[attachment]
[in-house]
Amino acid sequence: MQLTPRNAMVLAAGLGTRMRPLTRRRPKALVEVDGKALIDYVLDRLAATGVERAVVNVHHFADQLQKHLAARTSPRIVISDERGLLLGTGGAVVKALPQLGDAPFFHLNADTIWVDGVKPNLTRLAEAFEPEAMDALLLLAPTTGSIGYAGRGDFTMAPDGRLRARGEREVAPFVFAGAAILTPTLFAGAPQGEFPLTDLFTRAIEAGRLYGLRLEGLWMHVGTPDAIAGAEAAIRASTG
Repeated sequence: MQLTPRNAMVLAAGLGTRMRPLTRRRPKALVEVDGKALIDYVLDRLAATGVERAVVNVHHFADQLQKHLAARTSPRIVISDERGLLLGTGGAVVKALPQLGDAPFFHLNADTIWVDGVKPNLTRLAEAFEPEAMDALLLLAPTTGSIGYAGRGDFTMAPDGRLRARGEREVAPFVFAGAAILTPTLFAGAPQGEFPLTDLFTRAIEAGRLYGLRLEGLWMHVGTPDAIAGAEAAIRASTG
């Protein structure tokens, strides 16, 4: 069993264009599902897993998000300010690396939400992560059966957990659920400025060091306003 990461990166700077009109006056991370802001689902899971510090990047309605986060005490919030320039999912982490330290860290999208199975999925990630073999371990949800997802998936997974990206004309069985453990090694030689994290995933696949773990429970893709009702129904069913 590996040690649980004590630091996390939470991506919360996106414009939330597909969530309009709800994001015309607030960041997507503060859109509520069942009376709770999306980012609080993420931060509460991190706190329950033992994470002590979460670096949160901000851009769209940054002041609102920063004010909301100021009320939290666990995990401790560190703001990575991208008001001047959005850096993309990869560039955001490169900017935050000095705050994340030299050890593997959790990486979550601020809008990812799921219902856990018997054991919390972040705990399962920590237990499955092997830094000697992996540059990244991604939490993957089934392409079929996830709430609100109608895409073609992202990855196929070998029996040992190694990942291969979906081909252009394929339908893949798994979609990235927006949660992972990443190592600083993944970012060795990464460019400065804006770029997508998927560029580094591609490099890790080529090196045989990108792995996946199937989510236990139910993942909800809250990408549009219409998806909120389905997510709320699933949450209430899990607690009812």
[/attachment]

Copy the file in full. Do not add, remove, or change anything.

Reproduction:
[in-house]
Amino acid sequence: MQLTPRNAMVLAAGLGTRMRPLTRRRPKALVEVDGKALIDYVLDRLAATGVERAVVNVHHFADQLQKHLAARTSPRIVISDERGLLLGTGGAVVKALPQLGDAPFFHLNADTIWVDGVKPNLTRLAEAFEPEAMDALLLLAPTTGSIGYAGRGDFTMAPDGRLRARGEREVAPFVFAGAAILTPTLFAGAPQGEFPLTDLFTRAIEAGRLYGLRLEGLWMHVGTPDAIAGAEAAIRASTG
Repeated sequence: MQLTPRNAMVLAAGLGTRMRPLTRRRPKALVEVDGKALIDYVLDRLAATGVERAVVNVHHFADQLQKHLAARTSPRIVISDERGLLLGTGGAVVKALPQLGDAPFFHLNADTIWVDGVKPNLTRLAEAFEPEAMDALLLLAPTTGSIGYAGRGDFTMAPDGRLRARGEREVAPFVFAGAAILTPTLFAGAPQGEFPLTDLFTRAIEAGRLYGLRLEGLWMHVGTPDAIAGAEAAIRASTG
């Protein structure tokens, strides 16, 4: 069993264009599902897993998000300010690396939400992560059966957990659920400025060091306003 990461990166700077009109006056991370802001689902899971510090990047309605986060005490919030320039999912982490330290860290999208199975999925990630073999371990949800997802998936997974990206004309069985453990090694030689994290995933696949773990429970893709009702129904069913 590996040690649980004590630091996390939470991506919360996106414009939330597909969530309009709800994001015309607030960041997507503060859109509520069942009376709770999306980012609080993420931060509460991190706190329950033992994470002590979460670096949160901000851009769209940054002041609102920063004010909301100021009320939290666990995990401790560190703001990575991208008001001047959005850096993309990869560039955001490169900017935050000095705050994340030299050890593997959790990486979550601020809008990812799921219902856990018997054991919390972040705990399962920590237990499955092997830094000697992996540059990244991604939490993957089934392409079929996830709430609100109608895409073609992202990855196929070998029996040992190694990942291969979906081909252009394929339908893949798994979609990235927006949660992972990443190592600083993944970012060795990464460019400065804006770029997508998927560029580094591609490099890790080529090196045989990108792995996946199937989510236990139910993942909800809250990408549009219409998806909120389905997510709320699933949450209430899990607690009812």